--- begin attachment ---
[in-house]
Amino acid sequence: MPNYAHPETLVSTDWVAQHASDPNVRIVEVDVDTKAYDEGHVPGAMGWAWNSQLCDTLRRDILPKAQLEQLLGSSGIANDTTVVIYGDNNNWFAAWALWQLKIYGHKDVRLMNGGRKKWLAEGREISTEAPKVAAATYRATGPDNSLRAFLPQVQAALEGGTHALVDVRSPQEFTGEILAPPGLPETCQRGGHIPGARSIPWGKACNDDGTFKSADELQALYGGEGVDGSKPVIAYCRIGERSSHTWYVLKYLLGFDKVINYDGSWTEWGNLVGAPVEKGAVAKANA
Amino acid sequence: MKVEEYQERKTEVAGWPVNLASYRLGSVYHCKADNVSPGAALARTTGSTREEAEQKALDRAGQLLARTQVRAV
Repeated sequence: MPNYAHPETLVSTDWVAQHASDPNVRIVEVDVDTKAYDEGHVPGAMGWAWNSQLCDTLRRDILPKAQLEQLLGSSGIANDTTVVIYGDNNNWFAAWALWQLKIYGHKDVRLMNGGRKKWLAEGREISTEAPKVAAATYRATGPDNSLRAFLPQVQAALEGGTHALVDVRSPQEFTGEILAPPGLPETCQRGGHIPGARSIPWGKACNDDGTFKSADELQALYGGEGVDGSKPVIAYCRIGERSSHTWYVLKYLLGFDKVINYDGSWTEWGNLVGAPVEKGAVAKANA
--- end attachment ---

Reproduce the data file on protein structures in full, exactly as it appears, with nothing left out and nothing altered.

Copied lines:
[in-house]
Amino acid sequence: MPNYAHPETLVSTDWVAQHASDPNVRIVEVDVDTKAYDEGHVPGAMGWAWNSQLCDTLRRDILPKAQLEQLLGSSGIANDTTVVIYGDNNNWFAAWALWQLKIYGHKDVRLMNGGRKKWLAEGREISTEAPKVAAATYRATGPDNSLRAFLPQVQAALEGGTHALVDVRSPQEFTGEILAPPGLPETCQRGGHIPGARSIPWGKACNDDGTFKSADELQALYGGEGVDGSKPVIAYCRIGERSSHTWYVLKYLLGFDKVINYDGSWTEWGNLVGAPVEKGAVAKANA
Amino acid sequence: MKVEEYQERKTEVAGWPVNLASYRLGSVYHCKADNVSPGAALARTTGSTREEAEQKALDRAGQLLARTQVRAV
Repeated sequence: MPNYAHPETLVSTDWVAQHASDPNVRIVEVDVDTKAYDEGHVPGAMGWAWNSQLCDTLRRDILPKAQLEQLLGSSGIANDTTVVIYGDNNNWFAAWALWQLKIYGHKDVRLMNGGRKKWLAEGREISTEAPKVAAATYRATGPDNSLRAFLPQVQAALEGGTHALVDVRSPQEFTGEILAPPGLPETCQRGGHIPGARSIPWGKACNDDGTFKSADELQALYGGEGVDGSKPVIAYCRIGERSSHTWYVLKYLLGFDKVINYDGSWTEWGNLVGAPVEKGAVAKANA